Deadly viruses: from medical detectives

July 21, 1996|By Patricia Fanning | Patricia Fanning,SUN STAFF

"Level 4: Virus Hunters of the CDC," by Joseph McCormick and Susan Fisher-Hoch. Turner Publishing. 379 pages. $22.95.

Again and again, the culprit is a virus. Its identity changes, along with its disguises, and the settings of the carnage. The victims resemble one another: terrified, poor, previously healthy people and the nurses and doctors who attempt to treat them. Tragically repeated are the circumstances of ubiquitous filth, ignorance and unsanitary medical practices.

In "Level 4" the authors describe their pursuits of lethal pathogens on several continents for a quarter century, writing in collaboration with Leslie Alan Horvitz. The physicians use their memoirs - sometimes vivid, often rambling - to drive home the human role in spreading infections, observing that "such social issues as overpopulation, poverty, and uncontrollable urbanization ... put pressure on the virus habitat."

The investigations range from early AIDS epidemiology to outbreaks of hepatitis C in the 1990s. But the most informed chapters recall the virologists' groundbreaking work with Ebola, Lassa fever and Crimean Congo hemorrhagic fever (CCHF).

Popularized accounts of several outbreaks of Ebola have familiarized Americans with its fatal profile, including copious bleeding. Lassa fever, which is transmitted by rats, is a similar, excruciating illness. CCHF is a bloody malady afflicting nomads exposed to ticks on sheep. The infectious agents thrive in remote places, brought disturbingly close to developed countries by modern air travel.

Dominating the pages are people like Peace Uba, a Nigerian nurse who contracted Lassa in the operating room. Her education was the hope of her rural family. She survived but with neurological damage and deafness. Another is Dr. Jamil Khan, a Pakistani who became infected with CCHF while performing surgery. The would-be bridegroom so feared bleeding to death that he stopped shaving. He and a colleague were saved after Dr. Susan Fisher-Hoch administered the drug ribavirin.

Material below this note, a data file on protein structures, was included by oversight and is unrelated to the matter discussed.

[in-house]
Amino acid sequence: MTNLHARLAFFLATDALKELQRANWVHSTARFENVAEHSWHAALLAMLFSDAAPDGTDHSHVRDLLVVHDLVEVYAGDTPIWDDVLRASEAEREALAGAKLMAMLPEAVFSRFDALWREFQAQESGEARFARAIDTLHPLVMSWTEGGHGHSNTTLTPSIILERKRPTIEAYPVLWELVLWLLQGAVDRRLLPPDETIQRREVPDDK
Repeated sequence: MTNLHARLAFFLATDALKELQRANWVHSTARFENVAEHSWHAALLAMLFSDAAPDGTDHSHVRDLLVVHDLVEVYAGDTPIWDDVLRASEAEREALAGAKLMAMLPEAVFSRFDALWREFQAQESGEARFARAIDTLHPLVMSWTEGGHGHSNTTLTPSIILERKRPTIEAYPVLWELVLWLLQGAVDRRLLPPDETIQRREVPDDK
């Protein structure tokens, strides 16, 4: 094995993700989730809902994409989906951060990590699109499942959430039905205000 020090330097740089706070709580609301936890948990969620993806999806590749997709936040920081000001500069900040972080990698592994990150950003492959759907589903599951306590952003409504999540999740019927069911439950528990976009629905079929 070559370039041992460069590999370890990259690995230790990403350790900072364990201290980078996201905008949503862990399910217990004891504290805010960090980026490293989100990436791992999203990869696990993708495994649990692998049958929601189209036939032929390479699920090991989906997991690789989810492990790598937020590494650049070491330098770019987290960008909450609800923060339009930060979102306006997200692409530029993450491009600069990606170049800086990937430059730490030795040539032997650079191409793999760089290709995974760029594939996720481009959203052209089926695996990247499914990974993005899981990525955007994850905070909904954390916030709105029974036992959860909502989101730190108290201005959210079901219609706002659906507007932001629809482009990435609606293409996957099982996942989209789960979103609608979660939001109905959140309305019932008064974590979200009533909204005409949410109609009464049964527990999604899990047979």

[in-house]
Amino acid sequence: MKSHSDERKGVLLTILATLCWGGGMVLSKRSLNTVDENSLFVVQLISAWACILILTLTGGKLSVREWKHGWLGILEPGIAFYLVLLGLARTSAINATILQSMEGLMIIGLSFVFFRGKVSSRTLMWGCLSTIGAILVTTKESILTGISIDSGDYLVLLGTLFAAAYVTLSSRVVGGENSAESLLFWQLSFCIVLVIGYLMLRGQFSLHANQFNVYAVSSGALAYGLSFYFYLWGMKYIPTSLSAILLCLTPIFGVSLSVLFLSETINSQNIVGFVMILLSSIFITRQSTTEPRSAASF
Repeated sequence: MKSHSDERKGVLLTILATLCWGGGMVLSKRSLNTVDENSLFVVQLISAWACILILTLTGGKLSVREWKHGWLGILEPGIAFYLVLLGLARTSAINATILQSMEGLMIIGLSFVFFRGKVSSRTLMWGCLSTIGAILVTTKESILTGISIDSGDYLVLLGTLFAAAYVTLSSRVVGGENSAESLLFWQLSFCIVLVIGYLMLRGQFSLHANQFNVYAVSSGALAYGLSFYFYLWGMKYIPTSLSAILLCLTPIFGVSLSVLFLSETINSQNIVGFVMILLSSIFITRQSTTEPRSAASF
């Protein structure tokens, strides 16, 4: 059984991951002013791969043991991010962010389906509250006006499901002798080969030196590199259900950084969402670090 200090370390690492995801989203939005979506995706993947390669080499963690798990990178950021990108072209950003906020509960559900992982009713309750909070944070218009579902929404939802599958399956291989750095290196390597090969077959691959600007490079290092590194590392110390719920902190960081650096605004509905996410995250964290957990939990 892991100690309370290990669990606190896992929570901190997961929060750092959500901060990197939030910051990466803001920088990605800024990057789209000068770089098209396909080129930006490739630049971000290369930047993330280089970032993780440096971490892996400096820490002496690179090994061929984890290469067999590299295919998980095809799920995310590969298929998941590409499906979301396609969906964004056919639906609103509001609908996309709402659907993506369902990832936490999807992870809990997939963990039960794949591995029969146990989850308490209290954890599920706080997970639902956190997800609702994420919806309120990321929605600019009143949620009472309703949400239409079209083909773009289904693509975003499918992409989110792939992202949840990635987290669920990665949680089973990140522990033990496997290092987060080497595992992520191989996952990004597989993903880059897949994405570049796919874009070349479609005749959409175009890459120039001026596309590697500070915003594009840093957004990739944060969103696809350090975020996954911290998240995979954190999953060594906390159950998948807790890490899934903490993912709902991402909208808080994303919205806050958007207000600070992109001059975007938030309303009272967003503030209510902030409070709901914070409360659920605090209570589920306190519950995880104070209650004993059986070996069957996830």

Dr. Joseph McCormick established the efficacy of ribavirin to treat Lassa in 1985, based on care of more than 1,500 patients in Sierra Leone. His description of that process is one of many inside views of unfolding science. Similarly, Dr. Fisher-Hoch's sleuthing for Legionella organisms amid the hospital plumbing is a public health parable.

The scientists took repeated risks, and they convey the experience of handling the most virulent microorganisms. Classified Level 4, these demand biosafety suits and scrupulous efforts to avoid needle pricks and torn gloves. Dr. Fisher-Hoch and Dr. McCormick each relate mishaps that could have cost their lives. However, the drama of Dr. McCormick's brush with Ebola is diminished by telling part of it in the prologue.

The writers clutter their memoirs with acronyms, irrelevant particulars, names and itineraries. They also err by too faithfully depicting the grueling minutia of their work, from troublesome centrifuges to ordeals preserving specimens for analysis at what was their home base, the Special Pathogens Branch of the U.S. Centers for Disease Control and Prevention in Atlanta.

Patricia Fanning, The Sun's science and medicine editor, joined the company 11 years ago as a financial editor. Previously she was a Time-Life books editor, a Wall Street Journal reporter and a National Observer columnist.

Pub Date: 7/21/96

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